But many experts warn that the crisis is just beginning. Professor Tim Mousseau, a biological scientist who has spent more than a decade researching the genetic impact of radiation around Chernobyl, says he worries that many people in Fukushima are "burying their heads in the sand." His Chernobyl research concluded that biodiversity and the numbers of insects and spiders had shrunk inside the irradiated zone, and the bird population showed evidence of genetic defects, including smaller brain sizes.

 

"The truth is that we don't have sufficient data to provide accurate information on the long-term impact," he says. "What we can say, though, is that there are very likely to be very significant long-term health impact from prolonged exposure."

 

In Soma, Mr Ichida says all the talk about radiation is confusing. "All we want to do is get back to work. There are many different ways to die, and having nothing to do is one of them."

Share this post


Link to post
Share on other sites

I find the way that generally there does not seem to be outright alarm at the managed slow drip of worse and worse news very unsettling.

 

Someone said it somewhere else on here - like a frog slowly getting boiled in water.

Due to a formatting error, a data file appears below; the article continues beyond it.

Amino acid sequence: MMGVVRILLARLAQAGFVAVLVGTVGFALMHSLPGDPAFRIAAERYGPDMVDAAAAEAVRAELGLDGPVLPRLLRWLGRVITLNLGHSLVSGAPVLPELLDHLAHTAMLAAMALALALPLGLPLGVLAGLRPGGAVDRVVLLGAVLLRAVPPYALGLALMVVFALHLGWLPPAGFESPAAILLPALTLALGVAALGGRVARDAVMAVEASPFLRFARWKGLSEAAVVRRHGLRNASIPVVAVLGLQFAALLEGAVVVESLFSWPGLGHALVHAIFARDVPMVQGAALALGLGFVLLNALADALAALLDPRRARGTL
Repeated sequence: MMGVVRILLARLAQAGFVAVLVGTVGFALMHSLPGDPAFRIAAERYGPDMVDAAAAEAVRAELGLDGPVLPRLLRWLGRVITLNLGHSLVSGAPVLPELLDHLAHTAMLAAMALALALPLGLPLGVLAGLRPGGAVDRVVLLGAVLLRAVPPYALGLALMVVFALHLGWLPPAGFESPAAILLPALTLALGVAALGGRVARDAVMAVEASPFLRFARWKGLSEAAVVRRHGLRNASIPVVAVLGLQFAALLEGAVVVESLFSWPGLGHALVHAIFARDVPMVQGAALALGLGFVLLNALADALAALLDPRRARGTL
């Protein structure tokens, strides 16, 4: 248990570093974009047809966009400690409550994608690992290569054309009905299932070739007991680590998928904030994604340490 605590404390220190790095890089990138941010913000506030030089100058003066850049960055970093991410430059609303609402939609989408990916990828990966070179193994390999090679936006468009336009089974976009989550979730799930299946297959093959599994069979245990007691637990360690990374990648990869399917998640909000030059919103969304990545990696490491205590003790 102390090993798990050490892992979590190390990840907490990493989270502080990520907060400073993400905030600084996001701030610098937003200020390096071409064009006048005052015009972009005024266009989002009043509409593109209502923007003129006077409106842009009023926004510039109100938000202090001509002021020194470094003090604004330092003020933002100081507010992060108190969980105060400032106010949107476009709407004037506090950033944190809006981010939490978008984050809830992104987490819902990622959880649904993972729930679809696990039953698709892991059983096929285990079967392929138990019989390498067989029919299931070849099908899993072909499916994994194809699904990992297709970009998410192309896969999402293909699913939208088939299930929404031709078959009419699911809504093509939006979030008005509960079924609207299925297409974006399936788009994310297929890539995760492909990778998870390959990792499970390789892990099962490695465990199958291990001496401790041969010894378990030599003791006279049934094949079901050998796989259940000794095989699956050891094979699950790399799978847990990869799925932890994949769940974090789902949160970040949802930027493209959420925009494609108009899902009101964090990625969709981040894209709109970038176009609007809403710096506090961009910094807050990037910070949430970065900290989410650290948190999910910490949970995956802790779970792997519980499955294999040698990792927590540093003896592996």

Share this post


Link to post
Share on other sites
Originally Posted By: Ctrl-Z
I find the way that generally there does not seem to be outright alarm at the managed slow drip of worse and worse news very unsettling.


I definitely agree that the news is being "managed".

Its also unsettling to see the burden of proof falling on those who say the radiation levels are dangerous, not on those who say they are safe. In Japan of all countries.

Share this post


Link to post
Share on other sites
Originally Posted By: gnarly-dude
Is this kind of thing being reported overseas or not?

My family said that they had hardly heard anything since April.


Heard the same while I was back over summer.

"Hows Japan getting on then? Haven't heard anything on that for a long time" was the usual comment.

Share this post


Link to post
Share on other sites

They're surely going to pick up on things like this if they continue.

 

While the levels still remain "safe for health" (ahem), I think people in this town are pretty shocked to hear that there were those levels found here. We're 250km away from Daiichi, on the other side of lots of mountains.

Share this post